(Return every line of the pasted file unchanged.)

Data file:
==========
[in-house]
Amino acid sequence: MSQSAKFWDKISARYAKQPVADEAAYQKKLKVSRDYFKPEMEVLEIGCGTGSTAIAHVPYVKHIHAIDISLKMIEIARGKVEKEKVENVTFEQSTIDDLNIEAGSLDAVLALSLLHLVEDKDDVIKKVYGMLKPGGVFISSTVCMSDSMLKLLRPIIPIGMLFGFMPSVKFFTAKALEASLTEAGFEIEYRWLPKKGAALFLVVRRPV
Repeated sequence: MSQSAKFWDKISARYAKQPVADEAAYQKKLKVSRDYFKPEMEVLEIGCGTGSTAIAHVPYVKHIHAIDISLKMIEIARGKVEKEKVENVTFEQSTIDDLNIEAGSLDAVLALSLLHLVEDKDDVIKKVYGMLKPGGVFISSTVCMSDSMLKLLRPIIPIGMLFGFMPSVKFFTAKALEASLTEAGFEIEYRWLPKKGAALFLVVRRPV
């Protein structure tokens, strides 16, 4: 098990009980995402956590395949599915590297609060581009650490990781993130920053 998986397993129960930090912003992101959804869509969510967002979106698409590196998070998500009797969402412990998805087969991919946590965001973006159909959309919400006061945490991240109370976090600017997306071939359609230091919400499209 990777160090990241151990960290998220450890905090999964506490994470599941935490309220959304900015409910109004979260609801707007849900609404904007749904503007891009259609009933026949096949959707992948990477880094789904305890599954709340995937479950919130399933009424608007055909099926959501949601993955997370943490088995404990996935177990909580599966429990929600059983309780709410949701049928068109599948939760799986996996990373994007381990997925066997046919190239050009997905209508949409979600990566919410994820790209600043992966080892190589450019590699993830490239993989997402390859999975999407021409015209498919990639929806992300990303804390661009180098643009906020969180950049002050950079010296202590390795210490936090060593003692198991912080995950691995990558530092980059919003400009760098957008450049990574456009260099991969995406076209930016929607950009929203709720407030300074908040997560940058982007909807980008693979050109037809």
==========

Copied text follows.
[in-house]
Amino acid sequence: MSQSAKFWDKISARYAKQPVADEAAYQKKLKVSRDYFKPEMEVLEIGCGTGSTAIAHVPYVKHIHAIDISLKMIEIARGKVEKEKVENVTFEQSTIDDLNIEAGSLDAVLALSLLHLVEDKDDVIKKVYGMLKPGGVFISSTVCMSDSMLKLLRPIIPIGMLFGFMPSVKFFTAKALEASLTEAGFEIEYRWLPKKGAALFLVVRRPV
Repeated sequence: MSQSAKFWDKISARYAKQPVADEAAYQKKLKVSRDYFKPEMEVLEIGCGTGSTAIAHVPYVKHIHAIDISLKMIEIARGKVEKEKVENVTFEQSTIDDLNIEAGSLDAVLALSLLHLVEDKDDVIKKVYGMLKPGGVFISSTVCMSDSMLKLLRPIIPIGMLFGFMPSVKFFTAKALEASLTEAGFEIEYRWLPKKGAALFLVVRRPV
């Protein structure tokens, strides 16, 4: 098990009980995402956590395949599915590297609060581009650490990781993130920053 998986397993129960930090912003992101959804869509969510967002979106698409590196998070998500009797969402412990998805087969991919946590965001973006159909959309919400006061945490991240109370976090600017997306071939359609230091919400499209 990777160090990241151990960290998220450890905090999964506490994470599941935490309220959304900015409910109004979260609801707007849900609404904007749904503007891009259609009933026949096949959707992948990477880094789904305890599954709340995937479950919130399933009424608007055909099926959501949601993955997370943490088995404990996935177990909580599966429990929600059983309780709410949701049928068109599948939760799986996996990373994007381990997925066997046919190239050009997905209508949409979600990566919410994820790209600043992966080892190589450019590699993830490239993989997402390859999975999407021409015209498919990639929806992300990303804390661009180098643009906020969180950049002050950079010296202590390795210490936090060593003692198991912080995950691995990558530092980059919003400009760098957008450049990574456009260099991969995406076209930016929607950009929203709720407030300074908040997560940058982007909807980008693979050109037809």